Appellate court overturns Peabody Energy decision to stop paying - Beckley, Bluefield & Lewisburg News, Weather, Sports

Appellate court holds Peabody Energy liable for some Patriot retiree benefits

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The United States Bankruptcy Appellate Panel for the 8th Circuit reversed a decision Aug. 21 by federal bankruptcy judge Kathy Surratt-States, according to information from the United Mine Workers of America.

The decision would have allowed Peabody Energy to stop paying the health care benefits for 3,100 retirees that it had assumed when it spun off Patriot Coal.

The decision from the three-judge panel will require Peabody to take responsibility for paying the health care benefits in the group of retirees.

"This is a bright ray of good news in what has been a long, dreary period for the retirees, their dependents and widows who have been desperately worried about what's going to happen to their health care," UMWA International President Cecil E. Roberts said in a news release. "Peabody has spent years trying to get rid of its obligations to the thousands of retirees who made it the richest coal company in the world."

Peabody issued a statement, saying the company was "pleased" with the ruling.

"The court said that Peabody was obligated to make payments (that have been consistently paid) until such time as a new labor agreement was approved between Patriot and the UMWA," the statement reads.

Peabody pointed out in the statement that the Panel didn't rule on how Peabody's level of funding would be determined with a new agreement in place.

"Now that a new labor agreement has been approved, the provisions of the contract with Patriot will apply and any future funding levels are yet to be determined," the statement continued.

Patriot Coal Corp. issued a statement about the decision, calling it "favorable."

The dispute affects the largely Midwestern retirees of Heritage Coal Co. and was linked to the bankruptcy of Patriot Coal Corp., which Peabody also spun off in 2007. Patriot earlier this year sued Peabody, seeking to ensure Peabody didn't try to use the bankruptcy to avoid the debated health-care obligations.

"We are pleased that the Bankruptcy Appellate Panel has found Peabody Energy Corporation responsible for healthcare benefits it assumed at the time of the spin-off of Patriot," the statement reads from Patriot President and Chief Executive Officer Bennett K. Hatfield. "The appellate court adopted the position that Patriot has advocated all along -- Peabody should not be permitted to use Patriot's bankruptcy to escape its healthcare obligations to thousands of retirees.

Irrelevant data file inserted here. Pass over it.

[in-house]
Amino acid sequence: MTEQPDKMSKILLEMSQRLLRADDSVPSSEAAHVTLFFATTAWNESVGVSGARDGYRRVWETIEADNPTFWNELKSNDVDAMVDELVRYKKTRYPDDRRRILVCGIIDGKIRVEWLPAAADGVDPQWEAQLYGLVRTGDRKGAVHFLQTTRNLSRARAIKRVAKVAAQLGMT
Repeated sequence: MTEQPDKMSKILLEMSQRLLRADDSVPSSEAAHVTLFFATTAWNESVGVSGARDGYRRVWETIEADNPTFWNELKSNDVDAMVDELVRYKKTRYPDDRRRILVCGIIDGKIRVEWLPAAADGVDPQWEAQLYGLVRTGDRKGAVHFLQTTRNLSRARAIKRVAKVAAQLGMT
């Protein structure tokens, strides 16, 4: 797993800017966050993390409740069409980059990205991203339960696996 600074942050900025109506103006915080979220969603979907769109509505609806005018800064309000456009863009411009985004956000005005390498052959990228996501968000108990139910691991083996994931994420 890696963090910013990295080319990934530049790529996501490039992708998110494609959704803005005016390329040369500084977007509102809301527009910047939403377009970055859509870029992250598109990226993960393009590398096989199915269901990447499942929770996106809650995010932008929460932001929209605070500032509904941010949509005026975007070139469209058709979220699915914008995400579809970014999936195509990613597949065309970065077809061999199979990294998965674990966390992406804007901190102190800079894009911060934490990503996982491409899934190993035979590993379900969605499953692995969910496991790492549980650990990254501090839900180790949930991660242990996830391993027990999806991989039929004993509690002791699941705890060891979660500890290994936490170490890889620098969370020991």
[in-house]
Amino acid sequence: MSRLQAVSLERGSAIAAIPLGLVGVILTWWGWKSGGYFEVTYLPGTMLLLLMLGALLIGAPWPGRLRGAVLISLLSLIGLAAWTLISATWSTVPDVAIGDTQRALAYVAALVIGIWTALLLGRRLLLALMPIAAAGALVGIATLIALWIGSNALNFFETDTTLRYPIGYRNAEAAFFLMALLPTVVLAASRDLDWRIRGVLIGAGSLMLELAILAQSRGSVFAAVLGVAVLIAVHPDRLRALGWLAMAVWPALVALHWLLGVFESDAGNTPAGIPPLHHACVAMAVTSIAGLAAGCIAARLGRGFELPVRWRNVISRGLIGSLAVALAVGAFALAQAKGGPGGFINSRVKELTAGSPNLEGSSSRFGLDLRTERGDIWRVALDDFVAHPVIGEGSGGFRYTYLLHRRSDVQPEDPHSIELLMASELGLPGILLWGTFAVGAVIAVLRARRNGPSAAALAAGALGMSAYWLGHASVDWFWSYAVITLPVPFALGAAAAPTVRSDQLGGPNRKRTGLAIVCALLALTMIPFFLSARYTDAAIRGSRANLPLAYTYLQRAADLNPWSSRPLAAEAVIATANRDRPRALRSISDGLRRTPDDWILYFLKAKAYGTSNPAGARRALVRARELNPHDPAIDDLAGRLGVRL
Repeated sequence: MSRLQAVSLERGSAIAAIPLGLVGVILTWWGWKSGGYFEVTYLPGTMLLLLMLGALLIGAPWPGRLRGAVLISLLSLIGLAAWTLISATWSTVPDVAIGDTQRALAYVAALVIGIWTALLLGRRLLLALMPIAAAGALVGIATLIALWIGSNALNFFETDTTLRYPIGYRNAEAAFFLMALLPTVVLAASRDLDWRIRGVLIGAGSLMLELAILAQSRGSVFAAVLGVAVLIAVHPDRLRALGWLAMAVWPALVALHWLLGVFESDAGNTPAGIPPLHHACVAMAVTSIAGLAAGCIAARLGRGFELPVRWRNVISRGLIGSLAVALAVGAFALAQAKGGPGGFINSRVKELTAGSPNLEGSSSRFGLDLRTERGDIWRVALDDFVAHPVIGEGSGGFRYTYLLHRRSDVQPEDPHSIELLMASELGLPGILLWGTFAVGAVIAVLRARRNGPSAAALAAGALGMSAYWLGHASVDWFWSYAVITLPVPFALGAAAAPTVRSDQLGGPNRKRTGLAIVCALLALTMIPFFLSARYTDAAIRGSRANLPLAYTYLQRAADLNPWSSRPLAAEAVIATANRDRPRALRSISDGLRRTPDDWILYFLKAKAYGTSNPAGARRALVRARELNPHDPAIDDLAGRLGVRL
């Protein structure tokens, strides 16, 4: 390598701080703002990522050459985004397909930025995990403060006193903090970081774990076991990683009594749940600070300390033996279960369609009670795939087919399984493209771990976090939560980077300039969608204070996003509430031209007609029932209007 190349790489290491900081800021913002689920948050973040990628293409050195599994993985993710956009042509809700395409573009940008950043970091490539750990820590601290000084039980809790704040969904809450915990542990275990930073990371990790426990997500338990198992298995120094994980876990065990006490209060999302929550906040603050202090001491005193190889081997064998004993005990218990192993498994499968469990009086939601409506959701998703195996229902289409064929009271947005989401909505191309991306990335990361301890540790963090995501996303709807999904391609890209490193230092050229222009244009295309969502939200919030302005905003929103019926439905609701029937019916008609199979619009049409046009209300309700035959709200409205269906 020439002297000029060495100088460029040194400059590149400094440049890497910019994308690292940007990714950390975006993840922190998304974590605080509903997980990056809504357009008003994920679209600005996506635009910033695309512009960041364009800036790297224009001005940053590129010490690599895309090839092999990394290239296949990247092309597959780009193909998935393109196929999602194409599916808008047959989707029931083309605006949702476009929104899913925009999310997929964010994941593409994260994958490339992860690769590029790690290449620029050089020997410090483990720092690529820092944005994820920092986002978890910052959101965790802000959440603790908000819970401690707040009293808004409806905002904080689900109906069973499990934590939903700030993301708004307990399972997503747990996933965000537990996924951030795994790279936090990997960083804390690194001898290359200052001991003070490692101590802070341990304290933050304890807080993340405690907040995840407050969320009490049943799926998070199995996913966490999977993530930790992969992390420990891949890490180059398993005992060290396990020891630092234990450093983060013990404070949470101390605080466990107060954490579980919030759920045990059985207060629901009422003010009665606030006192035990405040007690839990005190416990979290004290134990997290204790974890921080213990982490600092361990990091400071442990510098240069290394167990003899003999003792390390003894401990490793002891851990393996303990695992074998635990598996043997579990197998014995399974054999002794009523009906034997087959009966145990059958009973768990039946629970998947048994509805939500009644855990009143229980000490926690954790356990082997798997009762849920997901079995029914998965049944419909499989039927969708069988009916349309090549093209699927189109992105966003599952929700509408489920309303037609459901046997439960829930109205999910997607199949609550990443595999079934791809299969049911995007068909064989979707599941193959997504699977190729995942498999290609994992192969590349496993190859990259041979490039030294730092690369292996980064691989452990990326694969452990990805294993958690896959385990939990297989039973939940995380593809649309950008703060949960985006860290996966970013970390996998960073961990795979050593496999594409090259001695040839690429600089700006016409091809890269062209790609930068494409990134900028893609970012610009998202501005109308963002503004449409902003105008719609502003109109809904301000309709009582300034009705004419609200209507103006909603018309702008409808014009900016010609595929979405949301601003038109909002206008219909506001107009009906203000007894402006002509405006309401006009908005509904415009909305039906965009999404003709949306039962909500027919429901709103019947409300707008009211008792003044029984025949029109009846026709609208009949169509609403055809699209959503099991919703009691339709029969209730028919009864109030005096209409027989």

"Patriot remains committed to a fair outcome for our stakeholders, while securing the necessary savings to successfully emerge as a long-term coal producer. The decision of the Bankruptcy Appellate Panel is a welcome development that will help Patriot achieve these goals."

Aug. 20, the same judge granted Patriot Coal the official go-ahead to enter into its new labor agreement with the nation's biggest miners' union after a lengthy dispute. The collective bargaining deal was ratified by the United Mine Workers of America after about 1,800 union members approved the deal Aug. 16 with 85 percent approval.

Part of the settlement restores most of the wage cuts Patriot had sought as part of its reorganization, and pension benefits for those retirees were maintained. Active employees there also will continue earning pension credit.

Patriot has said the agreement will save $130 million a year for the next four years.

Peabody issued the following statement:

"Peabody is pleased with today's ruling by the Eighth Circuit Bankruptcy Appellate Panel. The court said that Peabody was obligated to make payments (that have been consistently paid) until such time as a new labor agreement was approved between Patriot and the UMWA.

The Panel did not rule on how Peabody's level of funding would be determined with this new agreement in place: 'We are not concerned with, and express no opinion on, what effect a new labor agreement would have on Peabody Holding's obligation to the assumed retirees.'

"Now that a new labor agreement has been approved, the provisions of the contract with Patriot will apply and any future funding levels are yet to be determined."

U.S. Sen. Joe Manchin, D-W.Va., issued a statement about the decision overturning the earlier opinion that Peabody could stop paying retirees their health care benefits.

"Today's decision confirms what I, and most West Virginians, believe is just common sense: that miners are entitled to the benefits they have earned and companies are required to keep the promises they have made," Manchin said in his statement. "Our miners worked extremely hard every day to provide the fuel that powers this country, and I am pleased that the United States Bankruptcy Appellate Panel decision helps ensure they will receive their hard-earned benefits.

"I will continue the fight in Congress to make sure that the promises that have been made to all of our miners are kept."

U.S. Sen. Jay Rockefeller, D-W.Va., also issued a statement. He said Peabody's attempt to shrug its obligations to union miners was "unjust, unfair and unconscionable."

"I'm incredibly pleased that an appeals panel recognized that and overturned a decision that would have broken a solemn promise Peabody made," Rockefeller said in the statement. "It's another ray of hope for retirees who worked day and night to provide for their families."

Rockefeller said he introduced The Coal Accountability and Retired Employee Act earlier this year to provide more certainty for retirees and their families through several potential regulations.